V.2. Multiplication by magnitudes distributes over addition of numbers. $(m + n)x = mx + nx$

V.3. An associativity of multiplication. $m(nx) = (mn)x$

V.5. Multiplication by numbers distributes over subtraction of magnitudes. $m(x – y) = mx – my$

V.6. Uses multiplication by magnitudes distributes over subtraction of numbers. $(m – n)x = mx – nx$

EDIT: Out of the three statements I wanted to prove, I just realized that Euclid proved statement 2 in his proposition V.22. So now I just need to prove statements 1 and 3.

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  • $\begingroup$ Have you considered asking this on HSM SE ? There may be more users able to answer your question :) $\endgroup$ – BusyAnt Jul 11 '16 at 8:36
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    $\begingroup$ @BusyAnt I've never heard of that site before. In any case, this is less of a history question and more of a math problem. The history is quite clear: Euclid simply did not arrive at Dedekind's definition of real number multiplication. But the question is, could be have arrived at it using his system, even though he didn't actually do so. $\endgroup$ – Keshav Srinivasan Jul 11 '16 at 8:53
  • $\begingroup$ Extremely interesting question! Wish I could upvote it more than once .. $\endgroup$ – Han de Bruijn Sep 14 '16 at 14:08
  • $\begingroup$ Dedekind took the Eudoxian theory of proportions in Euclid's Book V as the inspiration for his Dedekind cut construction. Is there a reference for this or is it just your theory? $\endgroup$ – Han de Bruijn Sep 14 '16 at 14:12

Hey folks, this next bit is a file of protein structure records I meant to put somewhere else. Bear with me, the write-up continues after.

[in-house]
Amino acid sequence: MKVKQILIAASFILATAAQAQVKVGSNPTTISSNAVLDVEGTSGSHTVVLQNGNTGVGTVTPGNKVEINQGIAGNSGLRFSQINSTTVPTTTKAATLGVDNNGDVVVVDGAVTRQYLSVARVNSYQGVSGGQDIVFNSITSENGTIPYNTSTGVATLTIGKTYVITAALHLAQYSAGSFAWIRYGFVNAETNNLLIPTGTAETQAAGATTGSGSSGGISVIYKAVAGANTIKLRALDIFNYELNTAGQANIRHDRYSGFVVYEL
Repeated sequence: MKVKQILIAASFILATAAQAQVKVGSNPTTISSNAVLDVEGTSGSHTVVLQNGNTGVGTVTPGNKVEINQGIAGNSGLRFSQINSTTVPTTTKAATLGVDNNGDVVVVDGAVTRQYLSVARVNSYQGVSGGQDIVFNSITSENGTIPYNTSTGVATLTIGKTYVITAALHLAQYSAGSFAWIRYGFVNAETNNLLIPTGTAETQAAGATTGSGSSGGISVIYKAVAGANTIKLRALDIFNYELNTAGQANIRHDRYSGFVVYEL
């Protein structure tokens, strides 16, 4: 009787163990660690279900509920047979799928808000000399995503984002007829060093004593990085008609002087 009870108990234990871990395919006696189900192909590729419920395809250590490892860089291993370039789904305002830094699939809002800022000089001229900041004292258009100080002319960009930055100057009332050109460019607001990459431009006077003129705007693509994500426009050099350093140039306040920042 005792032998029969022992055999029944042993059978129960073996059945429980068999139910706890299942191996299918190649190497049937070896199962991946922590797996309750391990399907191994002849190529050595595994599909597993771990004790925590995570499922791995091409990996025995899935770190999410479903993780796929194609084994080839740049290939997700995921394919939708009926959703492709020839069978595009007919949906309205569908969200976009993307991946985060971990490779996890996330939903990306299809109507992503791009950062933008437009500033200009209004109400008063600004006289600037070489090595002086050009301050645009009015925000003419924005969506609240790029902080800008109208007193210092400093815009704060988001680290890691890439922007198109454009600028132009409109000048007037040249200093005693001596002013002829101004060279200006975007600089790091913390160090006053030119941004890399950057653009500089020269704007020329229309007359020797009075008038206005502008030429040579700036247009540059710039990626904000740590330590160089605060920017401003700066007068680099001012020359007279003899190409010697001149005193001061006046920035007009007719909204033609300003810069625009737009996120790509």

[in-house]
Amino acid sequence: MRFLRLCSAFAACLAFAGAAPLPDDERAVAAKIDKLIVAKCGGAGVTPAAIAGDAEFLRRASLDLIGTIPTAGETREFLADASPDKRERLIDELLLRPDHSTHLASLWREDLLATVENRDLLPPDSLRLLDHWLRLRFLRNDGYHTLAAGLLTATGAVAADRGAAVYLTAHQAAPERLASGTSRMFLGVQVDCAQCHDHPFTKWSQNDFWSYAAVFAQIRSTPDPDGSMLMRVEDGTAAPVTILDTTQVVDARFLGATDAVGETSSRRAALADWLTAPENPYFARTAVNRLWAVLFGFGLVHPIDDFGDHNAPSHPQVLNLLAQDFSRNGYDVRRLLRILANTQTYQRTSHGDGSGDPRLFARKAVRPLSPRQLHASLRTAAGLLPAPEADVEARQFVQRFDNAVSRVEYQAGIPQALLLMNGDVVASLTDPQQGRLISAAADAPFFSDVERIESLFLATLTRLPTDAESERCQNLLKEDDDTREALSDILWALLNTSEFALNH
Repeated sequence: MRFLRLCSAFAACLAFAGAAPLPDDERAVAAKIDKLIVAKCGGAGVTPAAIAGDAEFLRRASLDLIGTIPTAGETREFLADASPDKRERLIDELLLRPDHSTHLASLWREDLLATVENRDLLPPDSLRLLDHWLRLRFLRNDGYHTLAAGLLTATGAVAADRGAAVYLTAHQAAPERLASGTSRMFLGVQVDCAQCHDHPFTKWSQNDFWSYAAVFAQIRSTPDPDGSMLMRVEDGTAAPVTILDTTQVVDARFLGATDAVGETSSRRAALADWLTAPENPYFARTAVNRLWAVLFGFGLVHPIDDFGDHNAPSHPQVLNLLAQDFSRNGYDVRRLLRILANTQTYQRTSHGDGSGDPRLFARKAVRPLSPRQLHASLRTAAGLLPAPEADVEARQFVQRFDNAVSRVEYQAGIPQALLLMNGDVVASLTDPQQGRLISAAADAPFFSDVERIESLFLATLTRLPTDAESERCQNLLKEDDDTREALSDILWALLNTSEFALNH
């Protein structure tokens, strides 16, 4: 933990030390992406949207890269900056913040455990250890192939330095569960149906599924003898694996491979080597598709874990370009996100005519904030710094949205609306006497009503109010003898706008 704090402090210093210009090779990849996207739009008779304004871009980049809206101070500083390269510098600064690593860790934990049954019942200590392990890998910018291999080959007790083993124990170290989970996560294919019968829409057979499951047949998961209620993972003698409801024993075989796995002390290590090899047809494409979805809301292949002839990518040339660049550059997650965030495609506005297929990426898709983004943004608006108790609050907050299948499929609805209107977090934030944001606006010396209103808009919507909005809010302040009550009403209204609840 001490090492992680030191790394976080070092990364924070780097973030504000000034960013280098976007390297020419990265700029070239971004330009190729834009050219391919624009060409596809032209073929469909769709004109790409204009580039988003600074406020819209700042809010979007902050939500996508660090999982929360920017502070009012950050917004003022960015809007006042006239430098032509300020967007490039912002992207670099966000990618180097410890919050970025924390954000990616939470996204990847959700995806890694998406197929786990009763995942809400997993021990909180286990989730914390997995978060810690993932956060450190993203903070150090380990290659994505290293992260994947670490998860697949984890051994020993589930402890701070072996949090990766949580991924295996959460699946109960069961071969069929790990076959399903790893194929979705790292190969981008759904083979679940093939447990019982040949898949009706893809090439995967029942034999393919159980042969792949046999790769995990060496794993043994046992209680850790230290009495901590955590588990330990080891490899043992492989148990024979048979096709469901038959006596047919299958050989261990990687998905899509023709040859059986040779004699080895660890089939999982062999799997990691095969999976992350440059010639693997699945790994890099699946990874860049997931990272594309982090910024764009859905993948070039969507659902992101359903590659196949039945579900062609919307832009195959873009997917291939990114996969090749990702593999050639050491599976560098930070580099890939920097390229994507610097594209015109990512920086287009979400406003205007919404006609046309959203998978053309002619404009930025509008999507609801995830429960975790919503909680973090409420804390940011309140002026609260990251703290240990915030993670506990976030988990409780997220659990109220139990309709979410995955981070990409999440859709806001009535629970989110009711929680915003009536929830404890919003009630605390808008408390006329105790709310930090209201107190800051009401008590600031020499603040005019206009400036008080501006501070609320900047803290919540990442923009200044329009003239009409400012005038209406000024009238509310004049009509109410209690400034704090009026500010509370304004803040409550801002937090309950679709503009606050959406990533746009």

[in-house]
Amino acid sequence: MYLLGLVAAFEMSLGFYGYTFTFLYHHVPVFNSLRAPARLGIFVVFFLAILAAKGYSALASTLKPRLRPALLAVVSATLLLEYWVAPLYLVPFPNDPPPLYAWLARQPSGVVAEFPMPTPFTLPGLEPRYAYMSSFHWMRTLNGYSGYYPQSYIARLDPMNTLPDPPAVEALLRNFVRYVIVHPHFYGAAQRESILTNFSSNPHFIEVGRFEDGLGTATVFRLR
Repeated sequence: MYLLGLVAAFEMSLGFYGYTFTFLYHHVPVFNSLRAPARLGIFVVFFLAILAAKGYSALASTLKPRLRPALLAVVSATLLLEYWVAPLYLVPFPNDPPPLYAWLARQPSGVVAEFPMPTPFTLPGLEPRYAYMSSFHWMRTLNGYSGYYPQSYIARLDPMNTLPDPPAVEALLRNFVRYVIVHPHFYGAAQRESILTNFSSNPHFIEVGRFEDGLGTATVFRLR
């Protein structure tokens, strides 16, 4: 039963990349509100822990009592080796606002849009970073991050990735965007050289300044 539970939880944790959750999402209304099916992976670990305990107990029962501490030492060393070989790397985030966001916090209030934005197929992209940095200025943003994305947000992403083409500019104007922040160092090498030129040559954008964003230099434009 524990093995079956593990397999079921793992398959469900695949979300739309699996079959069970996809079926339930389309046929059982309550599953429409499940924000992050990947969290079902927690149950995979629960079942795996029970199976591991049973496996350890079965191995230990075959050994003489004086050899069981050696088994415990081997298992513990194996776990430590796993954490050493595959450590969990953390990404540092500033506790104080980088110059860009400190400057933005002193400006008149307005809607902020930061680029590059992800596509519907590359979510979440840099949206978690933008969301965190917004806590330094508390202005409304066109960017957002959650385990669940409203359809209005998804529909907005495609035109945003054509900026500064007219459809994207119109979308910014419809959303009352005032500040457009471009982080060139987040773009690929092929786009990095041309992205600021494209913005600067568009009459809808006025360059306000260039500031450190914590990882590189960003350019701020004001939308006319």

• $\begingroup$ Euclid did not believe that the length of a line segment was a quantity measurable by number. But he did think it made sense to talk about the ratio of two lengths. Euclid was right, of course. What is needed for a quantity to be measurable in a physical sense is a number plus some unit. Resulting in a calculus of ratios: length/unit = number. $\endgroup$ – Han de Bruijn Sep 14 '16 at 14:23
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Here's a proof of the first statement; the third statement can be proven similarly. If $ly<mx$ and $mz<ny$, then multiplying the first inequality by $n$ and the second by $l$, we find $lny<mnx$ and $lmz<lny$, which combine to give $lmz<mnx$. Dividing by $m$ now gives $lz<nx$.

Here we are using the fact that if $x$ and $y$ are magnitudes and $n$ is a positive integer, then $x<y$ iff $nx<ny$. I am not entirely familiar with how Euclid reasoned about these things, but this fact should be true in his system. Here's one way you might prove it, which I think should be valid in this context. If $x<y$, then there is a magnitude $z$ such that $y=x+z$, and then $ny=nx+nz$, so $nx<ny$. Similarly, $x=y$ implies $nx=ny$ and $x>y$ implies $nx>ny$, and so (assuming any two magnitudes are comparable) it follows that if $nx<ny$, we must have $x<y$.

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  • $\begingroup$ Hmm, does this mean that Euclid's system is far more transparent than Dedekind's? Then why not employ the former instead of the latter for defining the reals? $\endgroup$ – Han de Bruijn Sep 12 '16 at 19:45